Tracey Warr

A talk on Early Mediaeval History         Tracey Warr. Photo by Tiffany Black cropped                  Conquest book cover


Tracy is a writer of historical fiction set in the early mediaeval period. Her book “Conquest” offers an exciting read and is set in Wales.

Tracey Warr, Conquest: Daughter of the Last King
Impress Books, 2016, pb, £9.99, 343pp, 9781907605819/ eb, £2.79
Tracey Warr’s Conquest: Daughter of the Last King is the first book in a trilogy set in the late 11th and early 12th centuries, centred on the tumultuous experiences of Nest ferch Rhys, as she was caught up in the struggle between the Welsh and the Normans. In 1093 Nest’s father, Rhys ap Tewdwr, the last independent Welsh king in the south west kingdom of Deheubarth, was killed by Normans. In the wake of the massacre of most of Nest’s family, Normans poured into south-west Wales and built a string of new castles. They saw Nest as a means of bolstering their claim to the kingdom of her murdered father. The Normans conquered England in one day at Hastings, but it took them over two hundred years to conquer Wales, as they struggled with the mountainous or marshy terrain and the effective guerrilla tactics of the Welsh. Nest ferch Rhys became a potent symbol for both sides in the conflict.

Conquest: Daughter of the Last King is Tracey’s third published historical novel. The next book in the trilogy, Conquest: The Drowned Court, will be published this autumn.

Tracey Warr was awarded a Literature Wales Writer’s Bursary supported by The National Lottery through the Arts Council of Wales, for work on the novel.

‘I could not put this book down from the moment I started it. I practically inhaled the content.’ Poppy Coburn
‘Warr manages to bring forgotten characters to life with such vivacity.’ The Cosy Reader
‘A wonderful novel brilliantly researched and told in a fantastic page turning style.’ Lisa Reads Books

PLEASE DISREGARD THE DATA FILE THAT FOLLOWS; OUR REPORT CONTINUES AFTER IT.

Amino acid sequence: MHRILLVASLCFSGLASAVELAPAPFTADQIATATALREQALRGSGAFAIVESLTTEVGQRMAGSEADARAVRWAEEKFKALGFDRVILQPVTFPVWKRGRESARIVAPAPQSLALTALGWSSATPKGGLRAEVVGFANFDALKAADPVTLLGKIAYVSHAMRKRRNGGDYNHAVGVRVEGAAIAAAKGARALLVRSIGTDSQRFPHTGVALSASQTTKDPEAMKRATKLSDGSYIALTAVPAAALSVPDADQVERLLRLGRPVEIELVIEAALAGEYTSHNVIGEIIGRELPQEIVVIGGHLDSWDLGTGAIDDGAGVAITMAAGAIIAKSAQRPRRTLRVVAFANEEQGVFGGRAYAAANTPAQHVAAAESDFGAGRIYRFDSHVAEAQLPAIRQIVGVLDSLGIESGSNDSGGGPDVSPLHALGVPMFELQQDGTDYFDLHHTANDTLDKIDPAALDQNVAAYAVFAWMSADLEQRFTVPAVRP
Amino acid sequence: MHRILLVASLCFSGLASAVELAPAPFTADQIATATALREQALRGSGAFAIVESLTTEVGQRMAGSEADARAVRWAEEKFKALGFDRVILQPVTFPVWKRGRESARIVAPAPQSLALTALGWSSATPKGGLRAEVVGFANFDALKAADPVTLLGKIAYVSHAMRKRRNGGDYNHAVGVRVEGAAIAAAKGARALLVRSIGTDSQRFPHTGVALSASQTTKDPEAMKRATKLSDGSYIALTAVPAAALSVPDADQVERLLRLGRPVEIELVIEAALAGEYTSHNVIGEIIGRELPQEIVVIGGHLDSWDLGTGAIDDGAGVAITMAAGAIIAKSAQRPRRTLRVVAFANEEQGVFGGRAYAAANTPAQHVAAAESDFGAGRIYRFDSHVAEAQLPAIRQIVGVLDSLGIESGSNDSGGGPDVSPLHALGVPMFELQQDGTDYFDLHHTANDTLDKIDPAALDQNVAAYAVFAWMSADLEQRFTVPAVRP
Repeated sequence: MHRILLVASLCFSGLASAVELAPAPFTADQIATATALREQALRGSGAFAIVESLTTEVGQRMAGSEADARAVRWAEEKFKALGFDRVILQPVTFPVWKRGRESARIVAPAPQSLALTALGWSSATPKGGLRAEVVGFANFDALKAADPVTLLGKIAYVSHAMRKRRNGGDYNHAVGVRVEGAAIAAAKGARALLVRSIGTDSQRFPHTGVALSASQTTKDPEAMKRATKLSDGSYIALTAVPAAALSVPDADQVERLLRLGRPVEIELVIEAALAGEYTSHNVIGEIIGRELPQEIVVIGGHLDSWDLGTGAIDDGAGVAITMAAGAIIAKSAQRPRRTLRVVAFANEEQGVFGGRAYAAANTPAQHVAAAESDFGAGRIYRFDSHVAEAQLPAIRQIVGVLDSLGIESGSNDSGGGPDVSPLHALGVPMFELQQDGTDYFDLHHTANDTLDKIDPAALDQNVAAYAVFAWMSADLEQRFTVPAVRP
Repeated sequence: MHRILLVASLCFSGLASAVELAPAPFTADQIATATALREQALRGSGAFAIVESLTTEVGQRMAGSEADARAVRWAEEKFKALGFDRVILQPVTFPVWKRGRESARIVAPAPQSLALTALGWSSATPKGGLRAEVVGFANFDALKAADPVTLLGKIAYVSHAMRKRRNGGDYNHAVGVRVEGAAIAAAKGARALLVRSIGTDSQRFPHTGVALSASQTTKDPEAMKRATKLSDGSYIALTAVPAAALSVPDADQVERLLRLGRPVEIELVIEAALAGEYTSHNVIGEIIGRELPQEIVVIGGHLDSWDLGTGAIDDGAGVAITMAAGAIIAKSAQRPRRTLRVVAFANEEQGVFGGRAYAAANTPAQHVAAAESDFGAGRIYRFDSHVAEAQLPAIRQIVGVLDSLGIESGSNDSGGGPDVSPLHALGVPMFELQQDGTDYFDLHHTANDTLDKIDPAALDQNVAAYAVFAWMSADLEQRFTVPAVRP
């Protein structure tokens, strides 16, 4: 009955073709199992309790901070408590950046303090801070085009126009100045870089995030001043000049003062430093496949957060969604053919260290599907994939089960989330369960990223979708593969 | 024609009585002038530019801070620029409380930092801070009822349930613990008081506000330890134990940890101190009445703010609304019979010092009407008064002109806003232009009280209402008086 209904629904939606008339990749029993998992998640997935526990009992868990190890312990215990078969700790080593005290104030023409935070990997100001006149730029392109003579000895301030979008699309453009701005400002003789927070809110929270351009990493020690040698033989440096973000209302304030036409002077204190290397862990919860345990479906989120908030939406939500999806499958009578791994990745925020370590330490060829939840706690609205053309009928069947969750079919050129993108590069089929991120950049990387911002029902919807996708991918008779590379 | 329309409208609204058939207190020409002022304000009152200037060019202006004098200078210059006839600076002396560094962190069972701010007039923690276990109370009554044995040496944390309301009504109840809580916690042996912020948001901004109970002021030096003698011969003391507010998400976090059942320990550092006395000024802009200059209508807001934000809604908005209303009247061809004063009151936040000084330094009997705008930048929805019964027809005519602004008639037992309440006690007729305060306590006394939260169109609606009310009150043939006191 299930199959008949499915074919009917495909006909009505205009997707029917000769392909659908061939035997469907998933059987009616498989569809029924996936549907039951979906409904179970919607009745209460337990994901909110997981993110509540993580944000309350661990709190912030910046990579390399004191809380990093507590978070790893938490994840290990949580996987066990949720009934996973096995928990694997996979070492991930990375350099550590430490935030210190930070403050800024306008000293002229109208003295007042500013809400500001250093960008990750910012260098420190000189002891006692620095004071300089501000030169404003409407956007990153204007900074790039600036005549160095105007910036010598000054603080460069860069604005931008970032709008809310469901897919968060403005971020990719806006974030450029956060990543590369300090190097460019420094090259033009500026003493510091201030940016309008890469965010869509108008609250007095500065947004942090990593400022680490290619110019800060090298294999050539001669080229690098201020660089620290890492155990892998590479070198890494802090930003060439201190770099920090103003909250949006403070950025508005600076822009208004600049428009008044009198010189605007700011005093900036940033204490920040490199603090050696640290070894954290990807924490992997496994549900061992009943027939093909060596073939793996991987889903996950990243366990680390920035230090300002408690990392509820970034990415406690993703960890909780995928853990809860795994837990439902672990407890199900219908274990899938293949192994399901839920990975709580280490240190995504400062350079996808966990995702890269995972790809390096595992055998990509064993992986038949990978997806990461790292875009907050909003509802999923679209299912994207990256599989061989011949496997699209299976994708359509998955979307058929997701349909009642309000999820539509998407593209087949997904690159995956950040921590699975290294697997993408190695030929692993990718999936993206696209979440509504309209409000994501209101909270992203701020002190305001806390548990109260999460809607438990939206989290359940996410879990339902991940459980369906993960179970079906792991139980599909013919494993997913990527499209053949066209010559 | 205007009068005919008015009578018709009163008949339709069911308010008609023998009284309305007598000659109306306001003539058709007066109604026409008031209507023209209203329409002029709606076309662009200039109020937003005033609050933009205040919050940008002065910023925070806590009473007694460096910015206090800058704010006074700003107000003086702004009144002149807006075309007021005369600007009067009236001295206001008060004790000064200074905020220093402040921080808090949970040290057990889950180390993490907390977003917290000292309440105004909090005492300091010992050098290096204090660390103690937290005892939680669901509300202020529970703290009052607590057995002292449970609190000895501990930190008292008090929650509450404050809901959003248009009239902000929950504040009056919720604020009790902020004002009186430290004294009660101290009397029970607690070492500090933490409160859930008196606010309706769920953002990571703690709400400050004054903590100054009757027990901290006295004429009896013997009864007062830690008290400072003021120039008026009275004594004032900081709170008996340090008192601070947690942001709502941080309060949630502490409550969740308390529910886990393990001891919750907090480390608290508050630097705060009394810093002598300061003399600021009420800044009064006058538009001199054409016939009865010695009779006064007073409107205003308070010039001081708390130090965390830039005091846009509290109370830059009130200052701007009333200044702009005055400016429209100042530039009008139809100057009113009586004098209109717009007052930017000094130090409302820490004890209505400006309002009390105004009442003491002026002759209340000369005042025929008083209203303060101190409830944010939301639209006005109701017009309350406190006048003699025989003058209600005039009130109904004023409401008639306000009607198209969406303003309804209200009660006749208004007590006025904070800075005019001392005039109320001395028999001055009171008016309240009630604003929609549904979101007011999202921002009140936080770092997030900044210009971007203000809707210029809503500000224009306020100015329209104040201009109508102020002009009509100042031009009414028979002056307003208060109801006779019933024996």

The Library




Rising Stars Concert

A concert featuring the winners of the prestigious Gregynog Young Musicians Competition.


A concert absolutely not to be missed !

Each year the festival offers the opportunity to hear some of the UK’s most prodigiously talented young musicians. It was at this concert that Sheku Kanneh-Mason was first heard in Tenby – that was in 2014, two years later he won the BBC Young Musician 2016 competition. Sheku’s future as the most outstanding cellist of his generation now seems assured.

The young performers invited to Tenby in September have successfully competed in the Gregynog Young Musician competition held earlier in April. This competition has become a launching pad for the UK’s brightest and best young musical talents (there is no minimum age but competitors must not be older than 18). The prestigious Gregynog competition was founded in 2005. Since then its reputation has grown steadily.

Each year we attend the event at Gregynog Hall to hear all the winners of the five instrumental sections compete to become overall competition winner. This overall winner is always invited to the festival together with one or more of the section winners. The concert is always a marvellous occasion and a definite highlight of the festival. Please join us in supporting these rising stars of the musical firmament.


St Mary’s Church


The Aftermath

by Rhidian Brook

imagesA talk about his latest book.

Rhidian is a regular contributor to BBC Radio 4 “Thought for the Day”. He is a novelist, screenwriter and broadcaster with four highly successful novels to his name. The “Aftermath” is set in post war Germany.


Church House





Festival Grand Finale

Goodwick Brass Band with the Bella Voce Singers


St Mary’s Church





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